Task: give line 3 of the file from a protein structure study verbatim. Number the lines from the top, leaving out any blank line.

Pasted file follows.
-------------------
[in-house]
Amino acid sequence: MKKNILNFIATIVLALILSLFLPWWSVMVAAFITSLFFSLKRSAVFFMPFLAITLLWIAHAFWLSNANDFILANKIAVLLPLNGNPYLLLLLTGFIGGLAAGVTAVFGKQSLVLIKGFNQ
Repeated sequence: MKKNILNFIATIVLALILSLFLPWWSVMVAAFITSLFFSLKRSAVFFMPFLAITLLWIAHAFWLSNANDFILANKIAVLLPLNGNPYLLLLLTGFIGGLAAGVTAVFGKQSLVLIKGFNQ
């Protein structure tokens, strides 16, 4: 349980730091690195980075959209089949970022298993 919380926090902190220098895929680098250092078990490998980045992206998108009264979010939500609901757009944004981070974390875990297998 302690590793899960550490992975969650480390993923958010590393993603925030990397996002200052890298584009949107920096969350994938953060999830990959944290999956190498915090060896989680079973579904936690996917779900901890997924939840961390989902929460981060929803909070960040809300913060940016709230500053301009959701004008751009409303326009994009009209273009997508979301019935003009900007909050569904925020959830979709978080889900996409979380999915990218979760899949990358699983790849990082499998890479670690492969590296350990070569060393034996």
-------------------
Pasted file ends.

Repeated sequence: MKKNILNFIATIVLALILSLFLPWWSVMVAAFITSLFFSLKRSAVFFMPFLAITLLWIAHAFWLSNANDFILANKIAVLLPLNGNPYLLLLLTGFIGGLAAGVTAVFGKQSLVLIKGFNQ